When she was property editor at The Telegraph Anna White wrote a piece in August 2014 in which she questioned the prevailing wisdom that the market could continue to roar ahead, stoked by Government initiatives like Help to Buy and continuing record low interest rates. She had spoken to agents, research folk and to lenders and it was becoming clear that there was some nervousness. Anna also included a comment from me, something I have been repeating to clients ever since. “It’s fine to buy in central London now so long as you appreciate that what you buy will be worth less tomorrow unless you are canny.”.
So what does this mean for the market outside the M25? Well, agents, developers and buyers all seem to be still partying in places like Manchester but experience tell me that what starts in the South East eventually infects the rest of the country. It may take another eighteen months to do so but I expect the current correction in the Capital to leach out into the country.
The question then is “when should I buy?” to which my answer unhelpfully is “it depends”. If you are trading in the same market then it makes little difference. What drags on your sale should help you to negotiate a better deal on what you buy. What I would advocate is that this is probably not the year to be long in residential property. Sell first, get your money ready and when you have then go shopping. One third of homes for sale have reduced their asking price, sellers and agents are on the back foot, this is turning into a buyers market for those properly prepared. “Prior preparation…” as the saying goes, should help ensure your move goes smoothly.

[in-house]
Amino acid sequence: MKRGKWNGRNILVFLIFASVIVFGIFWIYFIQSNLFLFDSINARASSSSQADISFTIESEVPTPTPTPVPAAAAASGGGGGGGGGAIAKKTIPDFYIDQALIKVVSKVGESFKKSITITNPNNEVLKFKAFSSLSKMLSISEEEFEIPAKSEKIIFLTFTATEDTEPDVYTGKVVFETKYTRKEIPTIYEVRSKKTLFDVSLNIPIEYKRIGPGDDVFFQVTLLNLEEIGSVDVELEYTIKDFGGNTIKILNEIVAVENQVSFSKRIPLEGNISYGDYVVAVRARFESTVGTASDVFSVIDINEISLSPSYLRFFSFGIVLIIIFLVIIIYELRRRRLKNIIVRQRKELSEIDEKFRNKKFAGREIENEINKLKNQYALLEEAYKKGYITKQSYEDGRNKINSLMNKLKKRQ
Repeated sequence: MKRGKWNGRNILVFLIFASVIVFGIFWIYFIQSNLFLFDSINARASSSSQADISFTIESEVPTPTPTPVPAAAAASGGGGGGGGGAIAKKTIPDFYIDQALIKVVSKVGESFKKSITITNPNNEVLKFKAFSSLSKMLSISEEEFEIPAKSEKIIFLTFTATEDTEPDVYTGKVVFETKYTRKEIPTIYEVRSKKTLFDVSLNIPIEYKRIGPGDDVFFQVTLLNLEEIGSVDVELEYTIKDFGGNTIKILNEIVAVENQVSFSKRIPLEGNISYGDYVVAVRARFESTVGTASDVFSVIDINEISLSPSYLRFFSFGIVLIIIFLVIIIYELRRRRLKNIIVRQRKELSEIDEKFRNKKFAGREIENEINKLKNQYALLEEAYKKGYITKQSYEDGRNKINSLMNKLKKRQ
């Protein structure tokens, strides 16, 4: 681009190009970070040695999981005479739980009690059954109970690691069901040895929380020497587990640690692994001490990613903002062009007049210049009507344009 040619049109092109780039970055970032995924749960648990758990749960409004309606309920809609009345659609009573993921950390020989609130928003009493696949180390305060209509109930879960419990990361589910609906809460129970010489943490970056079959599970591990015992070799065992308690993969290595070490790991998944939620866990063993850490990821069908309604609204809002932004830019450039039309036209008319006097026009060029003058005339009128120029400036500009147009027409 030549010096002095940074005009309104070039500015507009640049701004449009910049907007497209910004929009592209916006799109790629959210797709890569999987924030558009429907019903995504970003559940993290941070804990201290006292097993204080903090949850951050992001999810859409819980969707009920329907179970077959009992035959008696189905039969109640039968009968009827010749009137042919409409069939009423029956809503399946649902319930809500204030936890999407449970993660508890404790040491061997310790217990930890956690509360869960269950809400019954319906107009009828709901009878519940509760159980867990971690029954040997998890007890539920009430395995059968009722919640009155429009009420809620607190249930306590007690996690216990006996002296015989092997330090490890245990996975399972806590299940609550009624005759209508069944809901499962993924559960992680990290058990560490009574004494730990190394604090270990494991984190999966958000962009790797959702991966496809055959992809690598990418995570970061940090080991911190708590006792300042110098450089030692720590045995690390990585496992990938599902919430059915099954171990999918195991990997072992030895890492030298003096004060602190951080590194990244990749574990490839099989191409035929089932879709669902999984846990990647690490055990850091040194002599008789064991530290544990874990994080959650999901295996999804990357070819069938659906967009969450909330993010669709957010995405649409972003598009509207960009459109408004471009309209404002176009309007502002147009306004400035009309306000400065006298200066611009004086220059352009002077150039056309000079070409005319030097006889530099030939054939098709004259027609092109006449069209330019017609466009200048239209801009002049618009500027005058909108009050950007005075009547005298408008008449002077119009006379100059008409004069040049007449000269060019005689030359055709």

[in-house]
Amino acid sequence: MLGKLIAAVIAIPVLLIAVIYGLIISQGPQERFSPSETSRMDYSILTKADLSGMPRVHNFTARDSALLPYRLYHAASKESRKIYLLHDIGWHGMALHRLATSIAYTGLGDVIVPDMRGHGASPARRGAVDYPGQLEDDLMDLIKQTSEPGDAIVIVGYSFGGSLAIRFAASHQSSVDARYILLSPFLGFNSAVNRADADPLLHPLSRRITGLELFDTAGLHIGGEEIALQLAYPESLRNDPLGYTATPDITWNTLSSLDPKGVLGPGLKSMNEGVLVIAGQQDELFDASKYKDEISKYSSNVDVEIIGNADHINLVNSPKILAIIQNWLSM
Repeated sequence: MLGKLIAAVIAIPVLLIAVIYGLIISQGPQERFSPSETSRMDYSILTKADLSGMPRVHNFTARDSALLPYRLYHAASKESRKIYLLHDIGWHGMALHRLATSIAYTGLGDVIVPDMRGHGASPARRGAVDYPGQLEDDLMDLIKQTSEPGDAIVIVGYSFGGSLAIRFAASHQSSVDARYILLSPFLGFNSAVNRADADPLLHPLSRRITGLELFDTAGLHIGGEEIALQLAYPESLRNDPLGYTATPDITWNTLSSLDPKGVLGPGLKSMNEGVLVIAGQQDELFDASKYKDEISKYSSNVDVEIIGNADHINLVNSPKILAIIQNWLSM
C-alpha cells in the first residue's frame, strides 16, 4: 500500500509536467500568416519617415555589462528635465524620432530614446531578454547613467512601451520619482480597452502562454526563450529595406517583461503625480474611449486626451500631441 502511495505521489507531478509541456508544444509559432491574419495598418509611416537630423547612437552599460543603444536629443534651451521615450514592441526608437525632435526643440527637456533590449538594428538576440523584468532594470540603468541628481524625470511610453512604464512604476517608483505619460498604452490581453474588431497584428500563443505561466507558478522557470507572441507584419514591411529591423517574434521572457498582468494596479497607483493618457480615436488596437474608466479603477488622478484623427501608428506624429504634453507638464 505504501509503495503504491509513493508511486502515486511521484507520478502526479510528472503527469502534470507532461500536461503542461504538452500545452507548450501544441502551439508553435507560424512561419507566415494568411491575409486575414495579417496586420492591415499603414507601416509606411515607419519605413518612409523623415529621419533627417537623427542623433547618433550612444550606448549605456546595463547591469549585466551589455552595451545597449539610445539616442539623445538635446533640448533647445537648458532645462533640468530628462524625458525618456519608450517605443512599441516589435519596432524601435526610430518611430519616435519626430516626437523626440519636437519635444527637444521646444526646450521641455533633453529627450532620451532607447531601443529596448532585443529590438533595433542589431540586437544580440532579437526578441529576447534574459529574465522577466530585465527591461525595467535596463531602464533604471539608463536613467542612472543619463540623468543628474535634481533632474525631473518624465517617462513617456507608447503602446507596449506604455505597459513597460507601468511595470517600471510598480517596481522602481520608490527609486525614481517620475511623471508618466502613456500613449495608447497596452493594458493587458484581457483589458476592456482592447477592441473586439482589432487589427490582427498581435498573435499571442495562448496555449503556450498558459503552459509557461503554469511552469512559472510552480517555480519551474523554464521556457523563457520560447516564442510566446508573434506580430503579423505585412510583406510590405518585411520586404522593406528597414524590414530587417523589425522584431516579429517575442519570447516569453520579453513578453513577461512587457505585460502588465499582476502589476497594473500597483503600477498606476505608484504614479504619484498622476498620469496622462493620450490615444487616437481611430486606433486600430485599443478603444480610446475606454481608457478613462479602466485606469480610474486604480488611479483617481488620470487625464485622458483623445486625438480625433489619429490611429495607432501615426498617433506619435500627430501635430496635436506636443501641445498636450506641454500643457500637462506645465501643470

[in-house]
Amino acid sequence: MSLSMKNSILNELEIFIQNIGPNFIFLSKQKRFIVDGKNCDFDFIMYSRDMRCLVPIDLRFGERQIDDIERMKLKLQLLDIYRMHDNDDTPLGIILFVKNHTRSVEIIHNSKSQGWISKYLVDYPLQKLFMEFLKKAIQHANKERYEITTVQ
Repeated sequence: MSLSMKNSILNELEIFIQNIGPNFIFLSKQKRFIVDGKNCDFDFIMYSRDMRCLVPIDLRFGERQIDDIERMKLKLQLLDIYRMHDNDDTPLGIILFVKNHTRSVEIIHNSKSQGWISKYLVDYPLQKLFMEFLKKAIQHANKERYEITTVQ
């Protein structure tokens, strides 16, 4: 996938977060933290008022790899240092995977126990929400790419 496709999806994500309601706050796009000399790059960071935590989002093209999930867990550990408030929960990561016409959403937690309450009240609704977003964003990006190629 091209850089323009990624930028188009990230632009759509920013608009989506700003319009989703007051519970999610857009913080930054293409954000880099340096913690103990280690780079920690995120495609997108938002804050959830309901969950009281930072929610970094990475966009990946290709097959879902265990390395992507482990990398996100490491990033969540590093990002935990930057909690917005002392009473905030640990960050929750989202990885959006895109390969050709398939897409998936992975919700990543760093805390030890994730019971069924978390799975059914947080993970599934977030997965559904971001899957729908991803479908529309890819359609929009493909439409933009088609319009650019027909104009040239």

Twelve months ago I think the spread between what a good estate agent could get for a property was perhaps 10% more than a poor agent in a rush might achieve. Today I think that spread is as much as 20%. Sell in relaxed, realistic manner and you can still get top dollar. Bid for your next home with confidence and with the money either in the bank or with a formal mortgage offer and you’d be surprised how many sellers will capitulate and take what might have been considered a derisory offer.
Predicting the market is a fools game. I happen to have been lucky in 2007 and in 2014 but if you have any ideas as to what the market might do in 2020 then please, let me know. I’m happy to take all the credit – if you’re right!